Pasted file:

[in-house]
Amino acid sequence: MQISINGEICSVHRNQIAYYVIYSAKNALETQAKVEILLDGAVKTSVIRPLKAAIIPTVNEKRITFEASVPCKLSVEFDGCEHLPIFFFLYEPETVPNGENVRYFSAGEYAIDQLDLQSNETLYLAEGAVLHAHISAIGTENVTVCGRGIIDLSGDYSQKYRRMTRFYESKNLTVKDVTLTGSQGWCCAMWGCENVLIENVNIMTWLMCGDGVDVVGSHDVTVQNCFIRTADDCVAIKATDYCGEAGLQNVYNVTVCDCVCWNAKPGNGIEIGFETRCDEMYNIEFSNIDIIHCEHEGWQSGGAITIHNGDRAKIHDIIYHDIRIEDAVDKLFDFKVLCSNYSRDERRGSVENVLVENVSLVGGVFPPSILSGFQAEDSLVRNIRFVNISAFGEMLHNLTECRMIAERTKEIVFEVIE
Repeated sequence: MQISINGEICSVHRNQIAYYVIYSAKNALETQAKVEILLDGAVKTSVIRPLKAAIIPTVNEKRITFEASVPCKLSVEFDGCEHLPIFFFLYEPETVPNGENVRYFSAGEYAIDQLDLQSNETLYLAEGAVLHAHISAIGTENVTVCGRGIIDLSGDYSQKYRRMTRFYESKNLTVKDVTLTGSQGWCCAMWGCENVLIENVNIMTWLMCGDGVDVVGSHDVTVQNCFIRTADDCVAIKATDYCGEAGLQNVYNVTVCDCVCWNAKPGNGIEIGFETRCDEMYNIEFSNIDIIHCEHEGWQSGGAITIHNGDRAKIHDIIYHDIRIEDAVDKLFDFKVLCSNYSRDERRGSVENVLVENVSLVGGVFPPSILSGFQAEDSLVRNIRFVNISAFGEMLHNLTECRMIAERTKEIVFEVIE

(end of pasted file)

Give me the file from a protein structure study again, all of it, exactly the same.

[in-house]
Amino acid sequence: MQISINGEICSVHRNQIAYYVIYSAKNALETQAKVEILLDGAVKTSVIRPLKAAIIPTVNEKRITFEASVPCKLSVEFDGCEHLPIFFFLYEPETVPNGENVRYFSAGEYAIDQLDLQSNETLYLAEGAVLHAHISAIGTENVTVCGRGIIDLSGDYSQKYRRMTRFYESKNLTVKDVTLTGSQGWCCAMWGCENVLIENVNIMTWLMCGDGVDVVGSHDVTVQNCFIRTADDCVAIKATDYCGEAGLQNVYNVTVCDCVCWNAKPGNGIEIGFETRCDEMYNIEFSNIDIIHCEHEGWQSGGAITIHNGDRAKIHDIIYHDIRIEDAVDKLFDFKVLCSNYSRDERRGSVENVLVENVSLVGGVFPPSILSGFQAEDSLVRNIRFVNISAFGEMLHNLTECRMIAERTKEIVFEVIE
Repeated sequence: MQISINGEICSVHRNQIAYYVIYSAKNALETQAKVEILLDGAVKTSVIRPLKAAIIPTVNEKRITFEASVPCKLSVEFDGCEHLPIFFFLYEPETVPNGENVRYFSAGEYAIDQLDLQSNETLYLAEGAVLHAHISAIGTENVTVCGRGIIDLSGDYSQKYRRMTRFYESKNLTVKDVTLTGSQGWCCAMWGCENVLIENVNIMTWLMCGDGVDVVGSHDVTVQNCFIRTADDCVAIKATDYCGEAGLQNVYNVTVCDCVCWNAKPGNGIEIGFETRCDEMYNIEFSNIDIIHCEHEGWQSGGAITIHNGDRAKIHDIIYHDIRIEDAVDKLFDFKVLCSNYSRDERRGSVENVLVENVSLVGGVFPPSILSGFQAEDSLVRNIRFVNISAFGEMLHNLTECRMIAERTKEIVFEVIE